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Aurora to build test drone for DARPA project

 

 

Alex Holloway

 

 

A piece for the U.S. military's future arsenal might be built in Columbus. 

 

In March, Aurora Flight Sciences announced that the Defense Advanced Research Projects Agency (DARPA) awarded it an $89 million contract for the second phase of the agency's Vertical Takeoff and Landing Experimental Plane -- or VTOL X-Plane -- program. Aurora, which is headquartered in Virginia, beat out Boeing, Sikorsky (owned by Lockheed Martin) and Karem Aircraft, for its design, according to Greg Stewart, director of development for Aurora's Columbus facility.  

 

"The other entries I would say were a little more conventional than what Aurora proposed," Stewart said. "This one is a bit more out there, although not out there in the way that it's an unfeasible thing. It's not a pie-in-the-sky type of thing and there are some definite benefits to the type of design we proposed." 

 

Aurora calls the experimental unmanned aircraft "LightningStrike."  

 

The proposed aircraft features a Rolls-Royce engine that powers three Honeywell generators and 24 ducted fans distributed along the wings and canards. 

 

Stewart said the company has been working on the VTOL X-Plane project for about two years. He said the project began to morph into what's now the LightningStrike about a year ago. 

 

The drone's dimensions haven't been finalized, but Stewart said it should weigh between 10,000 and 12,000 pounds. Aurora is also still determining where the aircraft might be built. Stewart said it's too early to know how many jobs might be associated with the drone's construction. 

 

Aurora plans to conduct the first flight tests of LightningStrike in 2018, pending successful completion of program milestones.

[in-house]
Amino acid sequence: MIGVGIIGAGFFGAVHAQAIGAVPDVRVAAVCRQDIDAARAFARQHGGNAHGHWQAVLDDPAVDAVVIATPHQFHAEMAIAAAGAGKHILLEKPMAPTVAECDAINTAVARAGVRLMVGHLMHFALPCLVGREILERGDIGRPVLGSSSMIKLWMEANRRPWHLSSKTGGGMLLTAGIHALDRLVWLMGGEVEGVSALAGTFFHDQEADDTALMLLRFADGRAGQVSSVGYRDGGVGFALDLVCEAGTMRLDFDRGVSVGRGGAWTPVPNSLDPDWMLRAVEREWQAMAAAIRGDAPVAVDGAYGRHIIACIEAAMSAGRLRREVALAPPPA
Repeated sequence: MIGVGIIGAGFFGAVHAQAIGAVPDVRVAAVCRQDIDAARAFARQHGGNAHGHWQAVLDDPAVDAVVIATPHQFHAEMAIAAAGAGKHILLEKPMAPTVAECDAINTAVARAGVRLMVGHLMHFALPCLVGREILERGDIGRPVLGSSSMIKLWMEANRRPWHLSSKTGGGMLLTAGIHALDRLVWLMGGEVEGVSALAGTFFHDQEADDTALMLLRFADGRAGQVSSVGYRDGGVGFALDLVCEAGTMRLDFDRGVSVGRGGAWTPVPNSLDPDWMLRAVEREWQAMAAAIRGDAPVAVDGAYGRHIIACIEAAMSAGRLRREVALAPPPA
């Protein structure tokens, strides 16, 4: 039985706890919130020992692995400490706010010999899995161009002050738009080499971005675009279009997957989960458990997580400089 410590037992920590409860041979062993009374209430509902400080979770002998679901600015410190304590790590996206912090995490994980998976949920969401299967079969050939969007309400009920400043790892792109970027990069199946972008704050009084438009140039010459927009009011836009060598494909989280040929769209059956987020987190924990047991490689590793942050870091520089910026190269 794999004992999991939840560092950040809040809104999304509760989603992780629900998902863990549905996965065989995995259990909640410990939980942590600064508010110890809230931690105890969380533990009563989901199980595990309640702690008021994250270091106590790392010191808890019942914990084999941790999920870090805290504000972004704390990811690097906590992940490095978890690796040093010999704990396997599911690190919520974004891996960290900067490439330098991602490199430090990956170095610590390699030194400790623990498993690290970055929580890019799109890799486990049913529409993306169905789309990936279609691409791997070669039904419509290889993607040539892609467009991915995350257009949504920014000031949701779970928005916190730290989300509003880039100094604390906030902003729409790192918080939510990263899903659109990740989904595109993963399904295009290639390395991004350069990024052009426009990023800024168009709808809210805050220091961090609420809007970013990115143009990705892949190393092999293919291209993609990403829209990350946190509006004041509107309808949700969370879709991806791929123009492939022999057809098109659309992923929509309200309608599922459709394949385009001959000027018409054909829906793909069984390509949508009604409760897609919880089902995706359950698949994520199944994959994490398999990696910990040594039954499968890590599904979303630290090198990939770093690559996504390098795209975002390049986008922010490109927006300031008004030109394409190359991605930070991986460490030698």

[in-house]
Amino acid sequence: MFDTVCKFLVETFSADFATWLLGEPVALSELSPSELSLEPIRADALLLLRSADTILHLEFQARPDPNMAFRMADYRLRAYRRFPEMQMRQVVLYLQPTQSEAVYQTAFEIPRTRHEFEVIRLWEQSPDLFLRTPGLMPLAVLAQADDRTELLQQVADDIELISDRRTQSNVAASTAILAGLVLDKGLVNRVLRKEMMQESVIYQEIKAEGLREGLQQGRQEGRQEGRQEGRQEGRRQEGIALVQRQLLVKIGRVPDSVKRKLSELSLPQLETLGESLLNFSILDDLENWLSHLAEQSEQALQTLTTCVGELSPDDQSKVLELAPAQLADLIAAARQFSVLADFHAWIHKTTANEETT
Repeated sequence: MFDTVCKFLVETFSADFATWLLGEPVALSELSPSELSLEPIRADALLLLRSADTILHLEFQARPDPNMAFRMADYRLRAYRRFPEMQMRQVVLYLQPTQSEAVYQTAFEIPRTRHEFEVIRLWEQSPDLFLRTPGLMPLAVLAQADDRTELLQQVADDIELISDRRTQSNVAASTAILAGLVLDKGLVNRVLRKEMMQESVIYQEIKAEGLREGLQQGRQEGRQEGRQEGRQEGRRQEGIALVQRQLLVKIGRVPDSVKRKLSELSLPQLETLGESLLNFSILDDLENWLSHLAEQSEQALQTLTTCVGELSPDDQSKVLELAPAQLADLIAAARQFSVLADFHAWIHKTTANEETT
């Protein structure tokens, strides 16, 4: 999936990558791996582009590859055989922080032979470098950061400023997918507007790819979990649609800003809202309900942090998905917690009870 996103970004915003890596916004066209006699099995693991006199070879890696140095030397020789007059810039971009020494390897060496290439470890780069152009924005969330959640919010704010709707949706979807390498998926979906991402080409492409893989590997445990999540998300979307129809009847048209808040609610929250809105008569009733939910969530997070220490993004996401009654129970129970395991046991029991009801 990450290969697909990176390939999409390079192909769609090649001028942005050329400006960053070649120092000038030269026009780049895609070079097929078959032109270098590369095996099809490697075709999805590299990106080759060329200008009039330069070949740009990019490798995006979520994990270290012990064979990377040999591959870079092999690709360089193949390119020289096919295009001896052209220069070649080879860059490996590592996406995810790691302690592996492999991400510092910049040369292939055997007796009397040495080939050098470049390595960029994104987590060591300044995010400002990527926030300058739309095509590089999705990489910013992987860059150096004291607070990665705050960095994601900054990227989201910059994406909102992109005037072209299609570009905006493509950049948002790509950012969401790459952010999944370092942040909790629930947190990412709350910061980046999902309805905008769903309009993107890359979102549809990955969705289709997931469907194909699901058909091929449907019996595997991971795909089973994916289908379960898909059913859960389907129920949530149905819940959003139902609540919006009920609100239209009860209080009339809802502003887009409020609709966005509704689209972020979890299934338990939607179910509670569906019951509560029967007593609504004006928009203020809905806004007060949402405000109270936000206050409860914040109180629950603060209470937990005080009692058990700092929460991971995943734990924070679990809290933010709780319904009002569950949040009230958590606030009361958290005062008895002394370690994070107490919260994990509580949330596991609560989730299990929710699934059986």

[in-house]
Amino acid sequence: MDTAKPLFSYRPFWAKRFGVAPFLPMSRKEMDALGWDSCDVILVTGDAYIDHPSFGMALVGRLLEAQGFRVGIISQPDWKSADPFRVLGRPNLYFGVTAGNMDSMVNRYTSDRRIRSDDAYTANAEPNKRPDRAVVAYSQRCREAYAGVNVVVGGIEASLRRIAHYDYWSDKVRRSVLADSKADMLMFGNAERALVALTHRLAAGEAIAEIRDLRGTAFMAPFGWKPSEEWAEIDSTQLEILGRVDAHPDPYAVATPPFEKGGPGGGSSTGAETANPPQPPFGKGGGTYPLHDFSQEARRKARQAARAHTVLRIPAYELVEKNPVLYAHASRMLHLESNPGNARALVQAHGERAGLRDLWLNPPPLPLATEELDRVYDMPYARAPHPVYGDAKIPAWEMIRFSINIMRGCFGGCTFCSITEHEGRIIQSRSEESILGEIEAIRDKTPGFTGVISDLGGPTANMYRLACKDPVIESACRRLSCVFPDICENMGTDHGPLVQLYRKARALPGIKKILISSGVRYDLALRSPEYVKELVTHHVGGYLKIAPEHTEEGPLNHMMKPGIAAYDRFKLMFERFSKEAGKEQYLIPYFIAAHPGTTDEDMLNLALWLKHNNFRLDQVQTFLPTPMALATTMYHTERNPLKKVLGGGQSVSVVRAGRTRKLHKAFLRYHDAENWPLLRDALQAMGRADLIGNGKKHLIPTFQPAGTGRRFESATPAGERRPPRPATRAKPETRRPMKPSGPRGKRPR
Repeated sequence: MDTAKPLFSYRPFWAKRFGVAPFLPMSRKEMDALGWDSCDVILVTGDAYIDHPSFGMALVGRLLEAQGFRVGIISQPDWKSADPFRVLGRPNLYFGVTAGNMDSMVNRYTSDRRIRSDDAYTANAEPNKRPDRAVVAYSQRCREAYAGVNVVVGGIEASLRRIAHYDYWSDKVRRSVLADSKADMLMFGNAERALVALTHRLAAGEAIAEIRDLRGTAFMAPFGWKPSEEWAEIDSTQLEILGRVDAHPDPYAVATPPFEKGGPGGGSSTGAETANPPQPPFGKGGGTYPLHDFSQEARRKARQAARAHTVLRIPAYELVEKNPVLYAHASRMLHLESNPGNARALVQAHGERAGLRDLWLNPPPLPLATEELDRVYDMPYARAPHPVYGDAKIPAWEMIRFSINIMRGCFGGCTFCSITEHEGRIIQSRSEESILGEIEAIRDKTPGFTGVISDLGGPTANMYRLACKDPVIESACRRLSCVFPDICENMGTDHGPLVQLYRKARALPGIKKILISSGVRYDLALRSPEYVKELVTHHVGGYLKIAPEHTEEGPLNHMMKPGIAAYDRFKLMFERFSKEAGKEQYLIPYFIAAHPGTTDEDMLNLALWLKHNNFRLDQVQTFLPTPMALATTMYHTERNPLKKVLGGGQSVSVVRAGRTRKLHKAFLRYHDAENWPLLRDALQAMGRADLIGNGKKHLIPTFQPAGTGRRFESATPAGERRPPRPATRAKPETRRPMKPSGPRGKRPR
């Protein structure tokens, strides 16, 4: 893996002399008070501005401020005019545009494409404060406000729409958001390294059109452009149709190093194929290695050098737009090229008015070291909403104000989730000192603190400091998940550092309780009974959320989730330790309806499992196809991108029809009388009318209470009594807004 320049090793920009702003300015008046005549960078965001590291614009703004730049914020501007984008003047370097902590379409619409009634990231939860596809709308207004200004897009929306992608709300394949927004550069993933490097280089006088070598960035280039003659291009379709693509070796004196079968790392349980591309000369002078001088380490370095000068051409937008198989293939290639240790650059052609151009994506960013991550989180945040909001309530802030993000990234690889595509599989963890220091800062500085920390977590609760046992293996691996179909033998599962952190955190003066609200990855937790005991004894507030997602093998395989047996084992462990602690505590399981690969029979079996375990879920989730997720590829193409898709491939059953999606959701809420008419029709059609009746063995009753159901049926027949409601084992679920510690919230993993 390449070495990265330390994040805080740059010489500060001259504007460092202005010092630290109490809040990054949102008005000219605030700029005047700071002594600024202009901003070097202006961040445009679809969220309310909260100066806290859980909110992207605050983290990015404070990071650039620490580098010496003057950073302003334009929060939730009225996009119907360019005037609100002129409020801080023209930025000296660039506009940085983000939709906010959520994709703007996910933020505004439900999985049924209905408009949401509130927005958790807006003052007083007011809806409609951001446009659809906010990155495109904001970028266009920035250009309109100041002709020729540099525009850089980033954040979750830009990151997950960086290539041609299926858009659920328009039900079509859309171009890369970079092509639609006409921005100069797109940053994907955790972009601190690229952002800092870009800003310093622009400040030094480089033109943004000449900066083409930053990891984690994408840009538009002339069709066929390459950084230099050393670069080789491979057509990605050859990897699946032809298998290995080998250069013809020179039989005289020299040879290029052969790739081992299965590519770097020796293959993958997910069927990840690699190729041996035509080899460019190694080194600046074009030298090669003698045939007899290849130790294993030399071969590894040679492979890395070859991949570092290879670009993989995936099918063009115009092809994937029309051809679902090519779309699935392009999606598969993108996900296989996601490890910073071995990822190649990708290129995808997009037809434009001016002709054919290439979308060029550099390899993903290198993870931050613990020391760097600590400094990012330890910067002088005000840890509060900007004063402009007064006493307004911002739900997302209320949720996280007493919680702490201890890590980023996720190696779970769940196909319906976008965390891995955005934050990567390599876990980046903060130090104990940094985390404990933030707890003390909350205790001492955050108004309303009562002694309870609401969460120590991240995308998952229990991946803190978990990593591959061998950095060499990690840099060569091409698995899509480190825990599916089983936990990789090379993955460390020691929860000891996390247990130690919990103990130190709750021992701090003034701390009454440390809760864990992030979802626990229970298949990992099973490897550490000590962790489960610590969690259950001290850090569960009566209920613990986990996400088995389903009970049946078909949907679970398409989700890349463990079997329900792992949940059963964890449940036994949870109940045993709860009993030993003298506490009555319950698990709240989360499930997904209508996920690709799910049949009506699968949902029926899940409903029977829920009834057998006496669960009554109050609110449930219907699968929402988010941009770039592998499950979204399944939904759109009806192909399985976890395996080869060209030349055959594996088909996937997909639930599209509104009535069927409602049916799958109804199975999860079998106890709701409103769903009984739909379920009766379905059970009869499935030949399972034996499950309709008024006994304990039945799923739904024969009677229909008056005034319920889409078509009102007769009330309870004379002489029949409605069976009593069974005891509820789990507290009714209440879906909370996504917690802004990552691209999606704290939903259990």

LightningStrike is currently designed as an unmanned drone, but Stewart said the design could accommodate a pilot if needed. The change would likely lead to a slightly larger version of the aircraft. 

 

"The structure could accommodate manned flight as easily as unmanned," Stewart said. "This particular design is for an unmanned vehicle and that was what we felt best fit the requirements that DARPA sent out. But there's no reason you couldn't build a manned one that looks very much the same." 

 

The VTOL X-Plane project seeks to develop an aircraft that can reach top sustained flight speeds of 300 to 400 knots, increase aircraft hover efficiency, present a favorable lift-to-drag ratio, and carry payload of at least 40 percent of the vehicle's projected gross weight of 10,000-12,000 pounds. 

 

Stewart said much of what Aurora has proposed with the LightningStrike design has only recently become feasible because of advances in electric power. 

 

"Batteries have been the greatest single area that electric power has improved," Stewart said. "With that comes improvement in more efficient motors and being able to pack more power in a smaller package than you could before." 

 

Aurora has experience to draw on -- Stewart said the company has designed VTOL aircraft, such as its Goldeneye and Excalibur lines, for about 20 years. 

 

"Aurora is proud to support DARPA on what we all hope to be a truly historic breakthrough in aviation technology," Aurora chairman and CEO John Langford said in a statement. "If successful, the VTOL X-Plane's radically improved flight capabilities could lead to revolutionary advancement of the U.S. military's future missions capabilities."

 

 

 

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